By Wendy C. Brooks, DVM, DipABVP
Educational Director, VeterinaryPartner.com
Brand Name: Zyrtec
Available in 5 & 10 mg tablets, chewable and non-chewable, as well as oral syrup
Histamine is an inflammatory biochemical that causes skin redness, swelling, pain, increased heart rate, and a drop in blood pressure when it binds to one of many H1 receptors throughout the body. Histamine is an important mediator of allergy in humans, hence a spectacular array of different antihistamines has proliferated. Histamine, perhaps unfortunately, is not as important a mediator of inflammation in pets, which means results of using antihistamines are not as reliable in pets, particularly dogs, when it comes to itchiness.
That said, antihistamines are still widely used to assist in controlling itching in pets as well as people. Also, in pets and people the drowsiness side effect of antihistamines has been undesirable and there has been a drive for antihistamines that do not cause drowsiness. Cetirazine is the result of such efforts. It turns out that when hydroxyzine, a popular antihistamine, is metabolized by the body, cetirazine is one of the by-products. Cetirazine is an antihistamine in its own right but does not cross the blood-brain barrier and thus should not produce the drowsiness side effect.
How This Medication Is Used
Cetirizine is an antihistamine and it is used for acute inflammatory and allergic conditions such as:
In the past, antihistamines have been used more widely to manage itching and allergies but recent work has not been able to demonstrate a clear positive effect directly from antihistamines, either for acute allergy flare ups or in the long-term management of itching. Antihistamines seem best used concurrently with corticosteroids (such as prednisone) in a more long-term setting so as to enable a lower corticosteroid dose to be just as effective as a higher one.
Mast cell tumors are tumors involving cells that contain granules of histamine. Patients with mast cell tumors experience chronic inflammatory symptoms due to circulating histamine. Antihistamines such as diphenhydramine may be helpful given long term though cetirizine could also be used.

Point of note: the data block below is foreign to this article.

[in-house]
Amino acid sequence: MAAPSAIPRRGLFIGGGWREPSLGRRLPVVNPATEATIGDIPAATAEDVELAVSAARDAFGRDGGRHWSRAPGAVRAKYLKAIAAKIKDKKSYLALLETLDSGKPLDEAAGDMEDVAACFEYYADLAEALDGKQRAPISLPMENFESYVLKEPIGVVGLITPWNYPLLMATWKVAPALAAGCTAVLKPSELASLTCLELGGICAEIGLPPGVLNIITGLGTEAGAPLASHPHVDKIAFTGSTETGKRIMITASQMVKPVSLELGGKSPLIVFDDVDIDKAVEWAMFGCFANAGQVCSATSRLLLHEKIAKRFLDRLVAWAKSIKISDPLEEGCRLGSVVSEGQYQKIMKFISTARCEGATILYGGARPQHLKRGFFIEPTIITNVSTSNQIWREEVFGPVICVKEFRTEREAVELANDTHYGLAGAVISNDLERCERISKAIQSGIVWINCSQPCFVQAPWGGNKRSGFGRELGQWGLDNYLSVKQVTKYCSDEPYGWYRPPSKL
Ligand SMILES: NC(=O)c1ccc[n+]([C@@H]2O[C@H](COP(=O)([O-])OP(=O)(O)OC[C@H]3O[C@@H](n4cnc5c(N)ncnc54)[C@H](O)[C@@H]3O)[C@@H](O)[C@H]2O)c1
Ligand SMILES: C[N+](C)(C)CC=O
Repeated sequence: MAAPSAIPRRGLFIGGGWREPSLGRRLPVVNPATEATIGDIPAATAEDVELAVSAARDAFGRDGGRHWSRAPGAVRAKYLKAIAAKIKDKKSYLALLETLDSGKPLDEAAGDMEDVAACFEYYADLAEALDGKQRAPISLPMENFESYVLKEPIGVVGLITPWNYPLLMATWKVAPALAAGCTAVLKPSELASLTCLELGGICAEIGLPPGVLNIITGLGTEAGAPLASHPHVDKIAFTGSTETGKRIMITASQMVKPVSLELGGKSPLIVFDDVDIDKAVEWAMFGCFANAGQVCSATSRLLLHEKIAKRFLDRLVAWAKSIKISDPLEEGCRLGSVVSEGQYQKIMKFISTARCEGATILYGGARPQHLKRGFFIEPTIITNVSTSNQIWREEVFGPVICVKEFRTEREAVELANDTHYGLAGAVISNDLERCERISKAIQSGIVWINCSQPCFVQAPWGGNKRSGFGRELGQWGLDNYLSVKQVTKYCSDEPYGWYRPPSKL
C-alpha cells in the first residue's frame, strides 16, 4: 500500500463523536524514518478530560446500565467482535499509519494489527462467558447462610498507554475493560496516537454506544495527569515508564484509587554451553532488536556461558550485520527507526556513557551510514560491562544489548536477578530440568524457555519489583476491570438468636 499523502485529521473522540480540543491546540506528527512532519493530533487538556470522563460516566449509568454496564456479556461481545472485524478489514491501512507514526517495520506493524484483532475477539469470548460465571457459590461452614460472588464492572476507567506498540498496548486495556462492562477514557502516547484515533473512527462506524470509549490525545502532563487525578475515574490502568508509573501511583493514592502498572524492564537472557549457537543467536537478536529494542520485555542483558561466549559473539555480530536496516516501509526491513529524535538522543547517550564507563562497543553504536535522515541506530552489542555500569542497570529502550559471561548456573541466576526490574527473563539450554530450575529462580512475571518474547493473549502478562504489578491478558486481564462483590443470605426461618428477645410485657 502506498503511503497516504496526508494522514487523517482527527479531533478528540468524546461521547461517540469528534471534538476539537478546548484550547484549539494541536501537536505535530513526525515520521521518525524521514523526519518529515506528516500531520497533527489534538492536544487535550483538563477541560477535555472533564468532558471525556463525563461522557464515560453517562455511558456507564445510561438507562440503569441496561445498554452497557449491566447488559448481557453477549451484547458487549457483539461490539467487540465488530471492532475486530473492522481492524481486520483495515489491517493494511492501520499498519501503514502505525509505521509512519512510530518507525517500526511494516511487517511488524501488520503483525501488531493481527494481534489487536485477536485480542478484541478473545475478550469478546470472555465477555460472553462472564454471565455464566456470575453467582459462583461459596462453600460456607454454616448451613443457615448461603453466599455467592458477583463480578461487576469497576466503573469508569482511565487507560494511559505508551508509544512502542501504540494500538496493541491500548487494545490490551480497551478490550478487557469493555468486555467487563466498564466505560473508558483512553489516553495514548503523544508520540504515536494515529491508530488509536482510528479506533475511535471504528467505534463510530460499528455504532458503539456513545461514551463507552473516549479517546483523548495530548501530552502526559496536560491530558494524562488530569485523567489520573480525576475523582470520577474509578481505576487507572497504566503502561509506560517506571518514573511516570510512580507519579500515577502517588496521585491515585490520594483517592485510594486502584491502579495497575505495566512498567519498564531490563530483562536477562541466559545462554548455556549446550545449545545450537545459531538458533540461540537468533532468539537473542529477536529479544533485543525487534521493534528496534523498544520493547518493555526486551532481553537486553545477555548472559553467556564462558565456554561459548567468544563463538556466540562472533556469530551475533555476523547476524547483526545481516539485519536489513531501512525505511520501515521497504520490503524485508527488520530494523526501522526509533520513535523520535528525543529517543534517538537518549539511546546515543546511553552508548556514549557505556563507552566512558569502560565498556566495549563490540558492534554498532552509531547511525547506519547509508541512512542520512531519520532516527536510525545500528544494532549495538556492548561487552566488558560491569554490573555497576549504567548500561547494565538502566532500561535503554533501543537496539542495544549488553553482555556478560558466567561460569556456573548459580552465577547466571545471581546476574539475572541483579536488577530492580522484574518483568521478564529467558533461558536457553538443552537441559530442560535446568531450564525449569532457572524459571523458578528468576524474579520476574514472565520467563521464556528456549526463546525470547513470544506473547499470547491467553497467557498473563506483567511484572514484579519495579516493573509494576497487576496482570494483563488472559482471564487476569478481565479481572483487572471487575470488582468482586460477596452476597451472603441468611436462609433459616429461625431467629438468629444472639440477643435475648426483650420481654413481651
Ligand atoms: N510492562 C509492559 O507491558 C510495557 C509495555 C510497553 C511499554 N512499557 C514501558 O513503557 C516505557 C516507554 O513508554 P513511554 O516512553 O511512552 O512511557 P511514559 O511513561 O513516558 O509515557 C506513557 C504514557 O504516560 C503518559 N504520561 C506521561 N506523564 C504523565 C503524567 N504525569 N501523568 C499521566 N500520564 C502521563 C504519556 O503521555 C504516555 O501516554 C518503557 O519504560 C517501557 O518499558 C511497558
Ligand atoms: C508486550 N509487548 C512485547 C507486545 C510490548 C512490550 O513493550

Cetirizine is a member of the piperazine class of antihistamines. When different antihistamines are being tried and one appears ineffective, the next choice should be of a different class to avoid the likelihood of another failure.
Because cetirizine does not cross into the nervous system, side effects common to other antihistamines, such as dry mouth or heart rate elevation, are rare.
Drowsiness is still reported in 13% of people who take cetirizine.
The biggest problem with long-term antihistamine use is developing tolerance. This means that the body may eventually fail to respond to the medication as well as it did initially. Happily, tolerance is not felt to occur with cetirizine use.
Interactions With Other Drugs
Cetirizine should not be used with tranquilizing medications. Even though cetirizine was designed not to be sedating on its own, combining it with another medication with sedating properties will yield an additive effect.
Concerns And Cautions
When using an antihistamine to prevent an allergic reaction (such as a vaccine reaction), the antihistamine works best when given prior to the allergen.
This medication will interfere with allergic skin testing. Check with your veterinary dermatologist regarding how far in advance this medication should be withheld.
There is a formulation of cetirizine called Zyrtec-D that combines cetirizine with pseudoephedrine, a decongestant. This product (as well as similarly formulated generics) are not appropriate for animal use as the pseudoephedrine has toxicity potential.
It is our policy not to give dosing information over the Internet.